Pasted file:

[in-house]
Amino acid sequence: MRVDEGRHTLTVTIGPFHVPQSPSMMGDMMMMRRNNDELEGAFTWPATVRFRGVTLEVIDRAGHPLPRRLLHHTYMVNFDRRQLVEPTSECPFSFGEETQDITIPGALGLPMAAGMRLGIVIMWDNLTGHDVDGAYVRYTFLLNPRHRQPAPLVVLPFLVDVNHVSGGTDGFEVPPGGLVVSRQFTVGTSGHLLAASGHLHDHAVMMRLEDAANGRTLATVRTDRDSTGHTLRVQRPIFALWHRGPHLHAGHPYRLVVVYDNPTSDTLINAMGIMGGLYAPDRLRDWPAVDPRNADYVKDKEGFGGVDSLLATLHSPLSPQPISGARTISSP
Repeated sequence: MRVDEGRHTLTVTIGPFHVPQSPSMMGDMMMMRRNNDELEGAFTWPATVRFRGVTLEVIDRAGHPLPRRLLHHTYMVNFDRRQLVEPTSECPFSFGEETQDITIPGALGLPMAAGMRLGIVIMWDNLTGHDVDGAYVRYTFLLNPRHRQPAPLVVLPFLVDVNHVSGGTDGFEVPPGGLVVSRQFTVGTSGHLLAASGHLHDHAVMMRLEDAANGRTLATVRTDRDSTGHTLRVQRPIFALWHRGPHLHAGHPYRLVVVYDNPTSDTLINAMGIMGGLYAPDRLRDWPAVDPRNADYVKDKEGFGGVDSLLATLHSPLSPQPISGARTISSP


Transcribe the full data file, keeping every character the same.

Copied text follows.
[in-house]
Amino acid sequence: MRVDEGRHTLTVTIGPFHVPQSPSMMGDMMMMRRNNDELEGAFTWPATVRFRGVTLEVIDRAGHPLPRRLLHHTYMVNFDRRQLVEPTSECPFSFGEETQDITIPGALGLPMAAGMRLGIVIMWDNLTGHDVDGAYVRYTFLLNPRHRQPAPLVVLPFLVDVNHVSGGTDGFEVPPGGLVVSRQFTVGTSGHLLAASGHLHDHAVMMRLEDAANGRTLATVRTDRDSTGHTLRVQRPIFALWHRGPHLHAGHPYRLVVVYDNPTSDTLINAMGIMGGLYAPDRLRDWPAVDPRNADYVKDKEGFGGVDSLLATLHSPLSPQPISGARTISSP
Repeated sequence: MRVDEGRHTLTVTIGPFHVPQSPSMMGDMMMMRRNNDELEGAFTWPATVRFRGVTLEVIDRAGHPLPRRLLHHTYMVNFDRRQLVEPTSECPFSFGEETQDITIPGALGLPMAAGMRLGIVIMWDNLTGHDVDGAYVRYTFLLNPRHRQPAPLVVLPFLVDVNHVSGGTDGFEVPPGGLVVSRQFTVGTSGHLLAASGHLHDHAVMMRLEDAANGRTLATVRTDRDSTGHTLRVQRPIFALWHRGPHLHAGHPYRLVVVYDNPTSDTLINAMGIMGGLYAPDRLRDWPAVDPRNADYVKDKEGFGGVDSLLATLHSPLSPQPISGARTISSP